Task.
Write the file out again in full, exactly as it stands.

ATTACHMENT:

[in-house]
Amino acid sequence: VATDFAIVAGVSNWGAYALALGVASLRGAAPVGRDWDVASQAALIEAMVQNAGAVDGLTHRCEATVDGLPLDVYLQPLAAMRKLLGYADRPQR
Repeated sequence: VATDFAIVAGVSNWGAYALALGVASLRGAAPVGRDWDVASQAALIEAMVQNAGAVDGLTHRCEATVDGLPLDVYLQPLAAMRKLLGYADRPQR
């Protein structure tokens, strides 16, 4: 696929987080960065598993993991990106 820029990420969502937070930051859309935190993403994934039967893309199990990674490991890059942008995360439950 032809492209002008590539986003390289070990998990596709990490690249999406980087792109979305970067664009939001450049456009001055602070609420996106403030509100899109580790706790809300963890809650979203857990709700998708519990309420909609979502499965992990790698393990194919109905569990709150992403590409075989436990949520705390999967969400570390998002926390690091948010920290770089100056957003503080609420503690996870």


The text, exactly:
[in-house]
Amino acid sequence: VATDFAIVAGVSNWGAYALALGVASLRGAAPVGRDWDVASQAALIEAMVQNAGAVDGLTHRCEATVDGLPLDVYLQPLAAMRKLLGYADRPQR
Repeated sequence: VATDFAIVAGVSNWGAYALALGVASLRGAAPVGRDWDVASQAALIEAMVQNAGAVDGLTHRCEATVDGLPLDVYLQPLAAMRKLLGYADRPQR
């Protein structure tokens, strides 16, 4: 696929987080960065598993993991990106 820029990420969502937070930051859309935190993403994934039967893309199990990674490991890059942008995360439950 032809492209002008590539986003390289070990998990596709990490690249999406980087792109979305970067664009939001450049456009001055602070609420996106403030509100899109580790706790809300963890809650979203857990709700998708519990309420909609979502499965992990790698393990194919109905569990709150992403590409075989436990949520705390999967969400570390998002926390690091948010920290770089100056957003503080609420503690996870």